by Dr. R. Acuña

This entry was posted in AmeriKKKa, Aztlan, California, Chicana/o, Chicana/o Activism, Chicana/o Community, Chicana/o History, Chicana/o Identity, Chicana/o Ideology, Chicana/o Politics, Chicana/o Power, Chicana/o Studies, Chicana/o Youth, Chicano Movement, Community, Decolonization, Education, History, Indigenous, Knowledge, Land, Language, Mexican, Movimiento, MuXer, Palabra, Politics, Racism, Resistance, Social justice, Solidarity, Unity. Bookmark the permalink.

One Response to Keeping the Lower 50% in their Place: Vampires at the Border

  1. Samet says:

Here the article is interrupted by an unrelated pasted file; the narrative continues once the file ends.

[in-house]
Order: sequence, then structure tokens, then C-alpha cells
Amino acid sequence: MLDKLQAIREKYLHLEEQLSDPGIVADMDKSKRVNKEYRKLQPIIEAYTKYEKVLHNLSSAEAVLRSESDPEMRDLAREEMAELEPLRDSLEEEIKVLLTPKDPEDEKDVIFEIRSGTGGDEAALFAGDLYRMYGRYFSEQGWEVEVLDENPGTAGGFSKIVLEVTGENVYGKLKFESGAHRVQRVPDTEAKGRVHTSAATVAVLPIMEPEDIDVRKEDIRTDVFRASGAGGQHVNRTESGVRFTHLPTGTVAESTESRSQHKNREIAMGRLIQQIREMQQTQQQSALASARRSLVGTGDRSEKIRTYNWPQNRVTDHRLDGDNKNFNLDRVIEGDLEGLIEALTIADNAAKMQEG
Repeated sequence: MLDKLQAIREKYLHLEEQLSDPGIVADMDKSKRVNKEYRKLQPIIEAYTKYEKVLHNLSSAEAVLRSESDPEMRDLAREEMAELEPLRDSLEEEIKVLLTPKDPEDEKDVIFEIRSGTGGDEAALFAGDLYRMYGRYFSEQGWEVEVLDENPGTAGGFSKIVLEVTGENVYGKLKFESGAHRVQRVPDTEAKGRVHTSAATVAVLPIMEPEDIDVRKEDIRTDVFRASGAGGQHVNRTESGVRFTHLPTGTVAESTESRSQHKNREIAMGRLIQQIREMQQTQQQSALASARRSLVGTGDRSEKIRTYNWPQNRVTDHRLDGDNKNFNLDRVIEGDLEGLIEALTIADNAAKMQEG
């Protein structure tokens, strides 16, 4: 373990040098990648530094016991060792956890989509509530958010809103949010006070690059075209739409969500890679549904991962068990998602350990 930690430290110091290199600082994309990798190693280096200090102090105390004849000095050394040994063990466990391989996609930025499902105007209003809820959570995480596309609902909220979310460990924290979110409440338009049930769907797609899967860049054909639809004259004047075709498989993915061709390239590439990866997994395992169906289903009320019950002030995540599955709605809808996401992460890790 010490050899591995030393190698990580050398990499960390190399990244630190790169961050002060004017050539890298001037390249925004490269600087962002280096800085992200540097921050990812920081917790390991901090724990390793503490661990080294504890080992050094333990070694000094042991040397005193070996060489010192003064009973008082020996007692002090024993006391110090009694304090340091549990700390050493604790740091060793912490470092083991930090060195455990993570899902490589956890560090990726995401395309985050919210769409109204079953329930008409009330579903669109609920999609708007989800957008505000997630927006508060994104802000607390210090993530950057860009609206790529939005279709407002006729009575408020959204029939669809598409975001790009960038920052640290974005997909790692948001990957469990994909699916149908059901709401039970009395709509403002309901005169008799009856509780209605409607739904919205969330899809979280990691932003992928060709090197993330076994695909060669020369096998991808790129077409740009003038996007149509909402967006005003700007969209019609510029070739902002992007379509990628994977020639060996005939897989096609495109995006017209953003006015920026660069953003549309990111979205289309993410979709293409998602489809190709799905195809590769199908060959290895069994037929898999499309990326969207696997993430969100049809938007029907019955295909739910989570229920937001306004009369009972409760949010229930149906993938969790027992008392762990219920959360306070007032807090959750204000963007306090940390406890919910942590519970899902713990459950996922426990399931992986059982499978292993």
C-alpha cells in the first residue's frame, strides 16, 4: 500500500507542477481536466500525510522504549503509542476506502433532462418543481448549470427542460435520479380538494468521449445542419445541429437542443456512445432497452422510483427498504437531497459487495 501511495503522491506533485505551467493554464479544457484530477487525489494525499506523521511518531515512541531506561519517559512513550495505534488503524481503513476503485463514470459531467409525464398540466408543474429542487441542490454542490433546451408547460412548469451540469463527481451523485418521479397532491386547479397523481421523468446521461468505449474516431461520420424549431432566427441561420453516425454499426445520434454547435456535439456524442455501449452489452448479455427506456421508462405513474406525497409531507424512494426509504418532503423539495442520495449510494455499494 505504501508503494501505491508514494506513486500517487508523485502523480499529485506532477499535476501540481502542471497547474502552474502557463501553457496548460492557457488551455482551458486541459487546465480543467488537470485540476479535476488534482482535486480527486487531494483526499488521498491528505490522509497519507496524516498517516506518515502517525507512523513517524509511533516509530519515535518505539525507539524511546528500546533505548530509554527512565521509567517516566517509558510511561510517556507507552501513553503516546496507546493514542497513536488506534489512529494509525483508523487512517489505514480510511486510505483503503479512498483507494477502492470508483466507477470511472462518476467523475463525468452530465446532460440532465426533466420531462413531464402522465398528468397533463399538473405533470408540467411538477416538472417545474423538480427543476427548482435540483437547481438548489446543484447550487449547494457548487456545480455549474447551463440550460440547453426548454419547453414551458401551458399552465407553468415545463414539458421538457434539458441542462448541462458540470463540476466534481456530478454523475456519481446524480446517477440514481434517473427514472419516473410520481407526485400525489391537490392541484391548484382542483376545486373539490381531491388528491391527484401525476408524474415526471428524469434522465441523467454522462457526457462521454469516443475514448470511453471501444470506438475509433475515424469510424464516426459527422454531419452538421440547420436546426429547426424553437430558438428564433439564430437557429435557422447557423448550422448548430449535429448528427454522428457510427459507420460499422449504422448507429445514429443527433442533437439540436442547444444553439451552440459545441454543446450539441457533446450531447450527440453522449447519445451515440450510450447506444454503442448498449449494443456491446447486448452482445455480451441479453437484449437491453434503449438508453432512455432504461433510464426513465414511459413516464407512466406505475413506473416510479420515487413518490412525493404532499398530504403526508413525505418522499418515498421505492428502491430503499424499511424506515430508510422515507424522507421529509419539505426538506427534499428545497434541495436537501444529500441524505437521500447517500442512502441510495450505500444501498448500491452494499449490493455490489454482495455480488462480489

white feminists need to SHUT THE FUCK UP and let us say what we have to say. they need to stop sieinclng and suppressing the voices of women of color, and invalidating our claims by any means possible. they need to allow us to speak for ourselves and to stop claiming frantically that they have the absolute knowledge and authority to decide what all women’s oppressions are. they need to really start HEARING what we are saying, instead of denying us any validity just because our statements go against their theories about what struggles are worth fighting. they need to realize that what might be the reality for them, does NOT by default mean that women of color also have to deal with that SAME reality only. they need to stop claiming that gender struggles trump’ [what a simplistic, one-dimensional term] any other struggles for ALL WOMEN, and basing it solely on their own, limited experience of oppression. they need to not violate our space and allow us to define our existence and struggles without calling us stupid, without resorting to desperate and ludicrous ad hominem attacks on our personalities, our writing and expression style, our choice of vocabulary or our un-academic, un-pretentious, un-high-culture, simplistic 9d language.listen up, white sisters 9d:get over yourselves. essentially, it is not HOW we say it, but WHAT we say that’s important. and sometimes you’re NOT the ones who know the absolute, irrefutable truth. the least you could do (if you really don’t want to be perceived by us as just another oppressor’) is to say, ok, i might not understand exactly what you’re talking about because i haven’t lived as a woman of color, and the only oppression i’ve ever encountered is patriarchy. however, i understand that your life experiences as a person of color leads you to form your own identities and your own resistances, and i respect that. and i’m not going to jam my shit down your throats trying to silence and erase you. and i’m not going to claim until i turn blue that you’re not enlightened enough and not conscious enough to define your own reality. 9dfight against patriarchy does NOT equal all other fights for everybody. for YOU it does, because that’s the only conceivable cause for you all to unite (being on top of the socially-constructed racial hierarchy and not having to be seen as more exotic’, more submissive, more agreeable, more sexualized, more oppressible, more coercible, more victimizable, more tempting to rape and humiliate on a daily basis). but that’s NOT the case for the people who have had to fight against something much greater and much more mind-numbing our whole lives. gender oppression alone does NOT explain the plight of women of color, as opposed to that of yours. if you ask us, the first oppressor any conscious woman of color would identify off the bat, would be White Supremacy. and want it or not, you do NOT have to fight against it because you ARE PART OF IT. and by denying us our voices and by attacking our words, you are only reinforcing and proving to us that the fight against White Domination (be it in the form of male or female) is ultimately our single, most important purpose. because unlike you, we are always viewed as strippers OF COLOR, mothers OF COLOR, lesbians OF COLOR, activists OF COLOR, professionals OF COLOR, with all the accompanying circumstances and social stigma attached to that. and this of color’ suffix changes a whole lot of shit for us on many different levels.i never identity myself as just a *woman* “ my fundamental identity in this world is *woman of color*, which already, in and of itself, signifies that i have at least two oppressors “ white supremacy and patriarchy. Moreover, for me the patriarchy is always secondary to white supremacy. and in most of my personal fights men ARE my comrades “ my blood brothers, my fathers, my uncles, my cousins, and all brothers OF COLOR. we together bear the burden of being racially profiled, generalized, stereotyped and humiliated. we together understand what it feels like NOT TO BE WHITE, we together fight it, hate it and support each other in spirit against it. there’s no male racism’ and female racism’ to me, there’s just one, atrocious, omnipresent, demoralizing racism that we (women and men of color) understand and fight in concert. and in a lot of ways, it is YOU, white feminists, who i have to fight against in order to reassert my position in the society “ much like in this very debate, which i find absolutely is YOUR restless anxiety to always be right that’s dividing us. your truth is NOT women of color’ truth. period. just because you’re not aware of something doesn’t mean it’s not there. because you haven’t lived in a certain way doesn’t mean that nobody does. because you haven’t experienced something doesn’t mean it’s not real. because you find something incomprehensible and unrealistic, doesn’t mean it’s bullshit.and for those who are much too quick to label us whiney’ and to dismiss our own stories of OUR OWN TRUTH as absurd, i have only this to say: if anyone is whiney’, it must be you because all you can see and focus on is your poor, oppressed, repressed, misunderstood, manipulated, denied, defied, misinterpreted little selves. no-one’s had it as hard as you have; therefore, your oppression is the only AUTHENTIC one, right?